Days of European Film 2004
Everything you need to know about March's movie event
|Prague TV is giving away six pairs of tickets (12 in total) to the Days of European Film festival's second "Marathon of European Film".|
This all-night movie marathon is being held at Kino Lucerna on Friday March 19th. The marathon begins at 11:59pm, consists of four films, and goes on into the wee hours of the morning. In order to win a pair of tickets all you have to do is answer the question below correctly and email your answer to firstname.lastname@example.org.
How many member countries will the European Union have after May 1st, 2004?
The winners will be announced on the Prague TV homepage.
What is Days of European Film?
It's a festival of films from European Union countries. This year's festival also includes films produced by some of the candidate countries - Bulgaria, the Czech Republic, Estonia, Hungary, Latvia, Slovakia and Slovenia. The festival's Czech name is Dny Evropského filmu, or DEF for short.
What's the point?
The festival, now in its 11th year, was dreamed up by a group of Prague-based EU diplomats as a way of offering Czech audiences a chance to see a wider range of European films than is otherwise available in domestic cinemas.
When is the festival taking place?
It runs from Thursday, March 11th until Sunday, March 21st in Prague before moving onto Brno (March 22nd-30th). Some films will also be shown, at a later date, in three other Czech towns: Olomouc, Cheb and Plzeň. For a full program, see the official Days of European Film website.
How many Prague cinemas will be screening DEF films?
Two. Screenings will be held at Kino Aero and Kino Lucerna.
How many films will be shown?
Forty-three full-length feature films and 16 shorts will be screened at this year's festival.
Are there any special events attached to the festival?
Both Kino Lucerna and Kino Aero will be holding all-night screenings. The first "Marathon of European Film," at Aero, begins at midnight on Saturday, March 13th and will feature screenings of four festival films. Lucerna stages its own four-film marathon the following weekend, on the night of Friday, March 19th.
How much do tickets cost?
Tickets to individual screenings in Prague are 70 Kč. Tickets for film marathons are 130 Kč.
What if I don't speak any foreign languages?
Don't worry. Most foreign-language films will be subtitled in English, including the only Czech film to be screened, Nuda V Brně (Boredom in Brno). All films will also be simultaneously translated into Czech but you'll need to put down a refundable 200 Kč deposit for headphones at each screening. The only films not simultaneously translated into Czech will be those shown at the all-night film marathons.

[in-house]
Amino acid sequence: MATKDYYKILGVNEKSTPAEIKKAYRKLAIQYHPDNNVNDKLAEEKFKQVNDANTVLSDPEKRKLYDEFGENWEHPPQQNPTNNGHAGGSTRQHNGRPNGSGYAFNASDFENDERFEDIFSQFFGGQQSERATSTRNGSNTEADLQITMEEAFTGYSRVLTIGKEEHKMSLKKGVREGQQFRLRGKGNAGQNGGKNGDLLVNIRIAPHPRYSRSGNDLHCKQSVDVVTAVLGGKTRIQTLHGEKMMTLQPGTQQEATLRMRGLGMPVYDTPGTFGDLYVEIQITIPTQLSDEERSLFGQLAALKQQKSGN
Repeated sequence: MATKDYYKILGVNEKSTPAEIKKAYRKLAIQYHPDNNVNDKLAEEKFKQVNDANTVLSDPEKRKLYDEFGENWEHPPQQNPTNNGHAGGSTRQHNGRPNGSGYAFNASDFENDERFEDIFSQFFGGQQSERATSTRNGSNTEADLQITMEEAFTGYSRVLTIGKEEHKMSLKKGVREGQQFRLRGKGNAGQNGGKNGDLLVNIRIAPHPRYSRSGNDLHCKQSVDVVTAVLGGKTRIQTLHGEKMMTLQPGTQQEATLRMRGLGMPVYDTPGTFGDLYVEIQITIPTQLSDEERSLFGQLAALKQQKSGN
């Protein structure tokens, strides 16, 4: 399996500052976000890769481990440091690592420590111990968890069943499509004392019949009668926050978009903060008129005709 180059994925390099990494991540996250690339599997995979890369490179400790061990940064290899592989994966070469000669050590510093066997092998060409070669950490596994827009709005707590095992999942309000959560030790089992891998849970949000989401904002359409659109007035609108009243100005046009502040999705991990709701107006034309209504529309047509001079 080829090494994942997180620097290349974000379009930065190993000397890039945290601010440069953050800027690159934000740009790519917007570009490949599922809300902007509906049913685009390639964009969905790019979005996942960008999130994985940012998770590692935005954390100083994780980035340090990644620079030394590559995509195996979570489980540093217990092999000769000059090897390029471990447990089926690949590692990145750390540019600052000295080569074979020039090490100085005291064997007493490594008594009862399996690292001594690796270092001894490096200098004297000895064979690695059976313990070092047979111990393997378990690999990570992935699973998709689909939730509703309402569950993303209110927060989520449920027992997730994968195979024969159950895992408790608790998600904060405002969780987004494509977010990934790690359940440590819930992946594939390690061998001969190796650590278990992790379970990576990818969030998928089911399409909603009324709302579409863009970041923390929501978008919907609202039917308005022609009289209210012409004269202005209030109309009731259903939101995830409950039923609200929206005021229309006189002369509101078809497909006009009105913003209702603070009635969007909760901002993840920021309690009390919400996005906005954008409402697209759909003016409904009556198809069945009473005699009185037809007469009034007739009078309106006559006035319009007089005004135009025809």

Which films should I particularly look out for?
Since most films shown at the festival are award winners of one sort or another and the overall quality of films is high, it's hard to single out individual films.
Oscar-nominated Dutch film De Tweeling (Twin Sisters, pictured) is likely to be a big draw, however, especially if it wins the Best Foreign Language Film award on February 29th.
The Mother, a British film dealing with a 65-year-old woman's rather lively sex life, is typically controversial fare from Hanif "My Beautiful Laundrette" Kureishi and should draw crowds and raise eyebrows in equal measure.
Will any special guests be coming to Prague for the festival?
Quite a few. French director Christoph Loizillon will personally present his film Ma camera et moi (My Camera and Me), which opens the festival in Prague on Thursday, March 11th. Swedish director Bent Hamer will also be in town to present his film, Salmer fra kjokkenet (Kitchen Stories), as will Britain's Emily Young, who recently won a BAFTA award for her directorial debut Kiss of Life. Other guests will be announced in the weeks leading up to the festival.
Who pays for all this?
The cost of the festival - around three million Czech crowns - is split mainly between three of the organizers - the city of Prague, the European Commission's delegation to the Czech Republic and the Czech Culture Ministry. Any shortfall is usually covered by various EU members' embassies and cultural institutions in Prague.
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